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The deafening silence of a group of people who didnt make 16% on anything in the last year.

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Only those who sold, SK, made anyhting last year, no matter what it was. Nobody 'makes' a cent until the cleared cash is in the bank. Until then, asset holders, especially holders of fickle illiquid assets like property, have an asset of unrealised and approximated value. But here's the cool thing...Any debt that is used to back the asset is absloutely defined on each and every day.( PS: Good luck with your new earthquake premiums; just the first of many ways the Government will find to claw back the money it has had to outlay)

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The point is, that while you were banging on about how bad an investment property is, the guy in the example has become 300k richer.

 

300k richer from doing the opposite of what you advised.

(over and over and over and over)

 

If you want to look at something fickle, try www.cnbc.com or www.nzx.com

Get your descriptors correct.

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Some are always able to profit in a recession SK...that's 'par for the course'...or in property when the sector is in deep shite...or banking...!

To suggest this proves there are no problems..no bubbles in decline...no losses to be had...is silly.

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My only suggestion is that the peeople who listened to the prevailing 'wisdom' on this site - hopefuly not too many - have missed out on a large capital gain.

Simple as that.

From another perspective - perhaps some of you should feel bad - as in a sense you are 'offering advice' blogging on here 'as if you know what you are talking about'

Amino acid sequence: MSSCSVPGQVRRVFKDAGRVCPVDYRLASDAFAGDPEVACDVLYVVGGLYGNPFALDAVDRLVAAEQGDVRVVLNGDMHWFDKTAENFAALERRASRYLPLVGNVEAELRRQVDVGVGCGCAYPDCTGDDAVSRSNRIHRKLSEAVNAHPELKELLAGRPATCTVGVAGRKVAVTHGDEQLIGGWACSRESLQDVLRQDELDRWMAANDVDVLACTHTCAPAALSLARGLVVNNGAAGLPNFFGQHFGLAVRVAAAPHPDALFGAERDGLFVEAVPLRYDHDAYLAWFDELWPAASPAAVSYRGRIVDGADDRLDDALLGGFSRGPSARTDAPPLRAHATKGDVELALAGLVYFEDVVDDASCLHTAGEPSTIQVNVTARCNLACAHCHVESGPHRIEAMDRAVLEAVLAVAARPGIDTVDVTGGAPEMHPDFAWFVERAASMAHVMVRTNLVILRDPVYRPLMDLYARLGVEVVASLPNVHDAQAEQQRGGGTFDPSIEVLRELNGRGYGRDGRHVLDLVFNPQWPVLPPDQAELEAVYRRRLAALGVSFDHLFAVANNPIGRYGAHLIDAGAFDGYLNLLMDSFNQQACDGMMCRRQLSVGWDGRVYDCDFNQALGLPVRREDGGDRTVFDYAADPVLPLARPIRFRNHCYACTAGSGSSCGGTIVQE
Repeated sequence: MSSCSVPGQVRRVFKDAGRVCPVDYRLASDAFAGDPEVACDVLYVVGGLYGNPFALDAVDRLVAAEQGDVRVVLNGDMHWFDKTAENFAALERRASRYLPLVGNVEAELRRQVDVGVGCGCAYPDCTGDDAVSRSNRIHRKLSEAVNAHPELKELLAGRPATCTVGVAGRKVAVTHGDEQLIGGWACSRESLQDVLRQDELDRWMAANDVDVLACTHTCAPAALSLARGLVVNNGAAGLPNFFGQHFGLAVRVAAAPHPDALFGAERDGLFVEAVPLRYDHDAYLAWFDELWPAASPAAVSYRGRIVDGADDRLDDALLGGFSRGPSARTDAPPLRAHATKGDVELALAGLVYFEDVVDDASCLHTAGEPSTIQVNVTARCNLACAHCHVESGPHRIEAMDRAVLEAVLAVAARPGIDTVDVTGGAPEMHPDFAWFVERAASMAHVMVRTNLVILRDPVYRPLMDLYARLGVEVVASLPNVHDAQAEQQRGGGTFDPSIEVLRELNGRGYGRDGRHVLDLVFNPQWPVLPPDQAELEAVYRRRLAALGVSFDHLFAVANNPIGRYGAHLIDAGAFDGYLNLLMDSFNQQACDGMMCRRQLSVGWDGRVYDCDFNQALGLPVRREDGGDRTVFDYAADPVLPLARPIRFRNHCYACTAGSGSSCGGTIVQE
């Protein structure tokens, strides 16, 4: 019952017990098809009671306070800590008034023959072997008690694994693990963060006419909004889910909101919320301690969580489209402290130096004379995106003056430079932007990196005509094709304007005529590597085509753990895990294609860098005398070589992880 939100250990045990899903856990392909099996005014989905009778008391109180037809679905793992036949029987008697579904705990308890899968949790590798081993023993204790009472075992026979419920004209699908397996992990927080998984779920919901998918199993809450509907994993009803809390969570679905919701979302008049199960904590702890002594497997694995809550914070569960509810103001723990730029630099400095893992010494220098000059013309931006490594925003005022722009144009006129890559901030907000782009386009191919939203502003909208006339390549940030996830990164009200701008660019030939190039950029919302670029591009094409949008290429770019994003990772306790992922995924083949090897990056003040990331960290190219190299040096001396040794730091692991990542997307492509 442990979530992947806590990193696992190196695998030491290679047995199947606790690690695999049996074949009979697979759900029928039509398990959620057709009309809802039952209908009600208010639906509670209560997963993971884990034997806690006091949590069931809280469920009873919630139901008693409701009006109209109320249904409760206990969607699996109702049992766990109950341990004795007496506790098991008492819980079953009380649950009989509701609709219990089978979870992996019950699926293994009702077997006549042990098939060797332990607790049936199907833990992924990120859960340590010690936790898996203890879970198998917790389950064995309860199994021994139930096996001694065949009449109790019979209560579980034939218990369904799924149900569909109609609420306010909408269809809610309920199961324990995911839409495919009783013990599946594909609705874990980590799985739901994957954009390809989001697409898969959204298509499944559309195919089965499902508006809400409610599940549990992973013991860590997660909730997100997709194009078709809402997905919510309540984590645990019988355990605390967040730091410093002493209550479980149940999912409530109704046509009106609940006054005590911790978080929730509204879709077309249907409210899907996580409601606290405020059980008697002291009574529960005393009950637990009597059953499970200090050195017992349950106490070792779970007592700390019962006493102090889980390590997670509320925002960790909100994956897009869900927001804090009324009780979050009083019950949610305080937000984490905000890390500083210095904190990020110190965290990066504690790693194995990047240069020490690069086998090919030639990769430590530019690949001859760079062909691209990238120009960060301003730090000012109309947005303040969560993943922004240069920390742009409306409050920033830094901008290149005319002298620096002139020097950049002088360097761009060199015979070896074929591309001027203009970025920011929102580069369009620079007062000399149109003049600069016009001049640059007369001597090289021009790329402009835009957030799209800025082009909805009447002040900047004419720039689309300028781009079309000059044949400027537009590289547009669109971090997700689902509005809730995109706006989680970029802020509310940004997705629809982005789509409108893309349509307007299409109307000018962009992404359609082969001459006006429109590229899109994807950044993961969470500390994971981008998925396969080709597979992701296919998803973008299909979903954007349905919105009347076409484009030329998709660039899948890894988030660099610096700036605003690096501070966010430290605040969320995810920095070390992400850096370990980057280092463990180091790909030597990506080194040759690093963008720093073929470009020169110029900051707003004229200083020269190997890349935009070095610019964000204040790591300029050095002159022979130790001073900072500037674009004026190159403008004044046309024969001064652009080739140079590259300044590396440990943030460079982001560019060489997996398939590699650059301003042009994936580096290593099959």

Some young people may have missed out getting their first house a year ago because of you - and now they need to find 16% more cash.

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So your suggestion is for everyone to sell then as that is the only way to realise the large capital gains?

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I think you are talking rubbish.  There is no "prevailing" wisdom on this site at least whether to buy or not, it seems pretty balanced in terms of numbers, and its up to adults to make their own decisions....and its not over til the fat lady sings....

So we have 2 opposing camps the "bigdaddy's" of this world who think Olly is a god incarnate, and can do no wrong.  The others such as myself who think its a huge bubble and its going to pop and olly is a twit.....prospective PIs can read and make their own minds up IMHO, it is their money after all.

So to look at what you have said,

I might be missing somethng but, the central suburbs where houses cost 1mil+? have gained, where everywhere else has lost a % or stagnated?

So young ppl who bought anywhere else but in the area that they couldnt afford, have, if they are lucky broken even?  but are wearing a huge downside risk ....This is sensible? uh no....

Feel bad, I certainly do not....when it pops I will feel bad not saying anything to the ppl around me who are gambling heavily in property, (and have commented that their property is down in value this year btw) but you are right in that I am not offering advice.  Im biting my tongue in the meantime Im taking my own actions, Ive sold everything I can that is an investment (like shares) and paid down all the debt I can....Im that sure this is going to pop and leave ppl with decades of misery....I will hurt but I will survive this.....unless the drop is 90% and not 50% ish.....in which case I will really hurt.

regards

 

 

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What example, SK?( your $2 mio sums don't appear to equate to anything in the story) Did you listen to Peter Barfoot's words? "People appear to be trading down". etc...Oh, and this story uses' averages' price, the mean, not the median usually used in most other figures..and in that context, 'flat prices' it looks grim if the 'dowtraders' are selling higher prices property to buy lower priced ones. That should push the mean up, not leave it flat! What does that say about the underlying median?

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Got gold?  Got Silver?  my preciousssssssssssssssss.....